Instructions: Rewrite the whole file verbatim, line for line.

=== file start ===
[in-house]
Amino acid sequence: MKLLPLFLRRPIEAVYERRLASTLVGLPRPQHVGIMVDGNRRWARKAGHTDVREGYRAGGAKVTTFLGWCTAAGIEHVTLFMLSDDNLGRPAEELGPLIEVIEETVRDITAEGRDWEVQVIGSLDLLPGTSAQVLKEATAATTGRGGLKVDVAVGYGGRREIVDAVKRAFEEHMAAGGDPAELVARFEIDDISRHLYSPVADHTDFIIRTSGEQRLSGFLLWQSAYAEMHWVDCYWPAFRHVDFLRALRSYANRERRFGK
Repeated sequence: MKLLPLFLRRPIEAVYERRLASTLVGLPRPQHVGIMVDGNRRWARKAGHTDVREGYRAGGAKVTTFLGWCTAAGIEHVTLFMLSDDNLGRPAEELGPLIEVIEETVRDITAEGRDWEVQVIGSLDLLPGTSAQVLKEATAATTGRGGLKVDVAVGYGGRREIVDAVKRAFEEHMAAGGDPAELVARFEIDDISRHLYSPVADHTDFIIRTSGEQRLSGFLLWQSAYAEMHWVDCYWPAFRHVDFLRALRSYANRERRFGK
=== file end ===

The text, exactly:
[in-house]
Amino acid sequence: MKLLPLFLRRPIEAVYERRLASTLVGLPRPQHVGIMVDGNRRWARKAGHTDVREGYRAGGAKVTTFLGWCTAAGIEHVTLFMLSDDNLGRPAEELGPLIEVIEETVRDITAEGRDWEVQVIGSLDLLPGTSAQVLKEATAATTGRGGLKVDVAVGYGGRREIVDAVKRAFEEHMAAGGDPAELVARFEIDDISRHLYSPVADHTDFIIRTSGEQRLSGFLLWQSAYAEMHWVDCYWPAFRHVDFLRALRSYANRERRFGK
Repeated sequence: MKLLPLFLRRPIEAVYERRLASTLVGLPRPQHVGIMVDGNRRWARKAGHTDVREGYRAGGAKVTTFLGWCTAAGIEHVTLFMLSDDNLGRPAEELGPLIEVIEETVRDITAEGRDWEVQVIGSLDLLPGTSAQVLKEATAATTGRGGLKVDVAVGYGGRREIVDAVKRAFEEHMAAGGDPAELVARFEIDDISRHLYSPVADHTDFIIRTSGEQRLSGFLLWQSAYAEMHWVDCYWPAFRHVDFLRALRSYANRERRFGK